This past weekend, representatives from the United Nations visited Detroit to witness first-hand the repercussions of the city’s on-going water crisis. Needless to say, they were shocked, as I have been too, despite my many years fighting for water justice in the Motor City.

Ten years ago, when I first started working to preserve the right of Detroiters to safe, clean, affordable water, I never imagined the trajectory that work would take. Quite frankly, some of the politicking that has occurred in those areas over the past decade I couldn’t have anticipated in my wildest dreams.

After sitting under the thumb of a federal judge for 35 years, in March of 2013, the city of Detroit regained oversight of the Detroit Water and Sewerage Department (DWSD). That same month, Governor Rick Snyder sent emergency manager (EM) Kevyn Orr to Detroit to run the city, foregoing in the process, democracy and citizen participation. A few months later, the city declared bankruptcy and the threat of privatizing the DWSD became very real. This past March, after talks with suburban entities over a regional water authority broke down, Orr announced a plan to privatize the DWSD, issuing a request for information from interested parties. Within hours, the DWSD announced plans to pursue an aggressive shut-off plan in the city with a goal of denying water to 1,500 – 3,000 residences a week.

Of course, misinformation about the shutoffs abounded. This wasn’t simply a case of people opting not to pay their water bills. Some 40 percent of the city lives in poverty, victims of decades of misplaced civic priorities and policies that put profits ahead of people. Read the full article…

October 10th, 2014

Susan G. Komen, Fracking and “Pink Sh*t”

By Wenonah Hauter

BlogThumb_PinkDrill

What the frack? A pink fracking drill bit.

This week Susan G. Komen announced a partnership with Baker Hughes, a massive oilfield service company that operates in 90 countries. Throughout the month of October, Baker Hughes will “do their bit” in the fight against breast cancer by selling pink fracking drill bits.

While I fully support efforts to raise awareness of breast cancer, as a long-time consumer and environmental activist, I simply can’t abide such blatant pinkwashing, particularly when it willfully ignores the very obvious connection between fracking and breast cancer.

Our newest report, “The Urgent Case for a Ban on Fracking,” reveals that the practice of fracking utilizes over 100 dangerous chemicals known to cause life-threatening illnesses. Exposure to at least one of these chemicals, benzene, has been confirmed to increase people’s risk of developing cancer. And fracking waste can’t just be thrown into a dump or landfill with the rest of the trash. It’s highly toxic, often radioactive, and can easily seep into the atmosphere and water. In a handful of incidents, oil and gas companies have injected fracking fluids or wastes very close to, if not directly into, underground sources of drinking water.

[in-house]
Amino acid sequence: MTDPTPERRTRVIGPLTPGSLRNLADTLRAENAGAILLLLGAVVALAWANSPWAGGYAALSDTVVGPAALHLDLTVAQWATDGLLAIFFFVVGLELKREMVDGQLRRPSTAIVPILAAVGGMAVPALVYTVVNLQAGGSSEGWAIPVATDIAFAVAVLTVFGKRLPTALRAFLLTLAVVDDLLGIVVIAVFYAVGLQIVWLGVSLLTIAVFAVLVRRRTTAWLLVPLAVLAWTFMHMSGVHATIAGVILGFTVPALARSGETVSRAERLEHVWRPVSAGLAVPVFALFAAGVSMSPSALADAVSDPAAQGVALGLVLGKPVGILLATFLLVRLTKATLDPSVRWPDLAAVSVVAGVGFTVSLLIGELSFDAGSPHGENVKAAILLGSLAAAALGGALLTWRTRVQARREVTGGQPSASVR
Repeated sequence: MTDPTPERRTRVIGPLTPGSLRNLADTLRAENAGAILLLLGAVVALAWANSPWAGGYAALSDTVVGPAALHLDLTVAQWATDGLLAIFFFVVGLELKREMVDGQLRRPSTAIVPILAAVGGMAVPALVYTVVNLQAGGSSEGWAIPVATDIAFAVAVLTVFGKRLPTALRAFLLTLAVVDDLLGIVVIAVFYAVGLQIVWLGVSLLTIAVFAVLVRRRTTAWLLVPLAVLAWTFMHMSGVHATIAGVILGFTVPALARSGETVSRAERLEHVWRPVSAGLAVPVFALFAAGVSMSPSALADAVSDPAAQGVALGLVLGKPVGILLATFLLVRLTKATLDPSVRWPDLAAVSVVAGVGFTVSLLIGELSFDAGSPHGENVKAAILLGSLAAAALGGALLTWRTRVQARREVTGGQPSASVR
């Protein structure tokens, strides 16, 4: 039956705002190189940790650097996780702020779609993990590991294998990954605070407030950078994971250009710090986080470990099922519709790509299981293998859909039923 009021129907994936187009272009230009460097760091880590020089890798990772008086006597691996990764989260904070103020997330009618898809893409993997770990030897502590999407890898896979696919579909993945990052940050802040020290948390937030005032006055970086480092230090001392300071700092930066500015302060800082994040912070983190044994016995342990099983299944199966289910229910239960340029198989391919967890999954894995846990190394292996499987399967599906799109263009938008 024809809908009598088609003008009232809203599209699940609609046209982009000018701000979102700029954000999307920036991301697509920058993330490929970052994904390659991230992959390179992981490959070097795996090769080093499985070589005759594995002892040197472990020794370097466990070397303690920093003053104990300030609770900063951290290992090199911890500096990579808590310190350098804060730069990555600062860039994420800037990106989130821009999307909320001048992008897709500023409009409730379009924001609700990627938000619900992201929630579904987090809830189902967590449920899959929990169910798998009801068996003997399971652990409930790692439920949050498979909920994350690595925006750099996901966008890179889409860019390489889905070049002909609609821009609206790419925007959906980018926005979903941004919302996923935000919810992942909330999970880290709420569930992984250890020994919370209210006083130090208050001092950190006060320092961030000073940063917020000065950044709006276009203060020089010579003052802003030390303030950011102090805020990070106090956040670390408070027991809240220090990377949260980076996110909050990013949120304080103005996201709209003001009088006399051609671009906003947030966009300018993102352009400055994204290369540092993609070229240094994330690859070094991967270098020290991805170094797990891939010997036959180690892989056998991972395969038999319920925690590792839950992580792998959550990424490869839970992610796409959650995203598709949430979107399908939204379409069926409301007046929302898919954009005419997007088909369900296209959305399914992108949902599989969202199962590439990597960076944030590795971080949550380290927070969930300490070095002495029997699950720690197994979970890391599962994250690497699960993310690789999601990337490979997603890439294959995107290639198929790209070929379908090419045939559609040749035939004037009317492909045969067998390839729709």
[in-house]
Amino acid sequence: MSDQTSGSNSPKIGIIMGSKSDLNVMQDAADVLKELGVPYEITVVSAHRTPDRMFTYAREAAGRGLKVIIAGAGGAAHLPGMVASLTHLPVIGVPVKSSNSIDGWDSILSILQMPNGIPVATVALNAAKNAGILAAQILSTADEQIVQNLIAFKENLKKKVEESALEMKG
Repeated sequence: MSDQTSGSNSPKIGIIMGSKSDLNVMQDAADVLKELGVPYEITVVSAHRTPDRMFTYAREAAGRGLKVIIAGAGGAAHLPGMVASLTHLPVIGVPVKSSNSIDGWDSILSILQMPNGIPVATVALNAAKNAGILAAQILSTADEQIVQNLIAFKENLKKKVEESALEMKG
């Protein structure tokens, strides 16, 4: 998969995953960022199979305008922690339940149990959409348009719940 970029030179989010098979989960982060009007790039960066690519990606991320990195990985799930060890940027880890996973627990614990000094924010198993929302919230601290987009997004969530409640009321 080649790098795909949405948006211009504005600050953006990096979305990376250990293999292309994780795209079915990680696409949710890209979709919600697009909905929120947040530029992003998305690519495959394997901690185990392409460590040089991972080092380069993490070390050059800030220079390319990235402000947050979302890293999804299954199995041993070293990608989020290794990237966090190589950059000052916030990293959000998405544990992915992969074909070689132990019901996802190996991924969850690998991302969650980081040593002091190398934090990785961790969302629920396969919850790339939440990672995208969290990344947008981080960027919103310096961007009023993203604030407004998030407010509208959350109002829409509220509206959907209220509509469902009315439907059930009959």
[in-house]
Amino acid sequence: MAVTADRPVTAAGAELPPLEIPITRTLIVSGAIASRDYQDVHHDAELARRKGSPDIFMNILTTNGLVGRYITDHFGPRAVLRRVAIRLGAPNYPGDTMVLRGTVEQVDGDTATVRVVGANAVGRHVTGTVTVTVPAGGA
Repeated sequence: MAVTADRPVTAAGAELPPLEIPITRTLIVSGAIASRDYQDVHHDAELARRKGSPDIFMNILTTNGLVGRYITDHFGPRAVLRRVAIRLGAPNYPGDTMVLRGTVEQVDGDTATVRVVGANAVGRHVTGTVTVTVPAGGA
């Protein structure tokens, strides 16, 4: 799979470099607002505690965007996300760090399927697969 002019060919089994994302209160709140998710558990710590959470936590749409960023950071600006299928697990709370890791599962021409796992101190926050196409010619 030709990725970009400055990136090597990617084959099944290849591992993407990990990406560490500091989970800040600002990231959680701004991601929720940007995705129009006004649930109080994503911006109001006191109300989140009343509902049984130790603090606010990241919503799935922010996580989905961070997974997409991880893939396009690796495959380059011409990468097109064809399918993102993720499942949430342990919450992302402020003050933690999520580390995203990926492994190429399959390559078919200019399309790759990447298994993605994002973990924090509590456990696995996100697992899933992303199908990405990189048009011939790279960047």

If fracking is so dangerous, and if the corporations that do it are knowingly releasing dangerous chemicals into the environment, why on earth would the world’s largest breast cancer nonprofit think it’s a good idea to go into a partnership with them? This completely goes against the organization’s mission to “end breast cancer forever.”

To be honest, Susan G. Komen’s relationship with Baker Hughes is the cherry on top of a chemical-laden, toxic sundae. From pink water bottles containing BPAs to pink buckets of KFC containing carcinogenic ingredients, Susan G. Komen has made it clear they are prioritizing their pink bottom line over people they’re supposed to be helping.

Ultimately, the national nonprofit Breast Cancer Action summed this debacle up best in a recent press release:

“Breast Cancer Action today thanked Susan G. Komen and Baker Hughes for partnering on the most ludicrous piece of pink sh*t they’ve seen all year – 1,000 shiny pink drill bits. BCAction hailed this partnership as the most egregious example of “pinkwashing” they’ve ever seen and heartily lauded Komen and Baker Hughes for doing their bit to increase women’s risk of breast cancer with their toxic fracking chemicals.”

We concur.

September 29th, 2014

What Will it Take for the EPA to Act on Fracking?

By Emily Wurth

CraigStevensDimockWater-FBSQIt is well known that drilling and fracking contaminate water and it’s happening all across the United States. Yet President Obama and his administration, including the Environmental Protection Agency, are not only letting this happen unchecked, they’re actively promoting and expanding fracking. That’s why we’ve long been blowing the whistle and demanding answers.

Last Thursday, a Resources for the Future Policy Leadership Forum featured a conversation with EPA Administrator Gina McCarthy. Craig Stevens, whose water is contaminated from a gas pipeline, and I attended the forum hoping that we could ask Administrator McCarthy a single question: why won’t she meet with the families affected by water contamination from drilling and fracking for oil and gas?

Read the full article…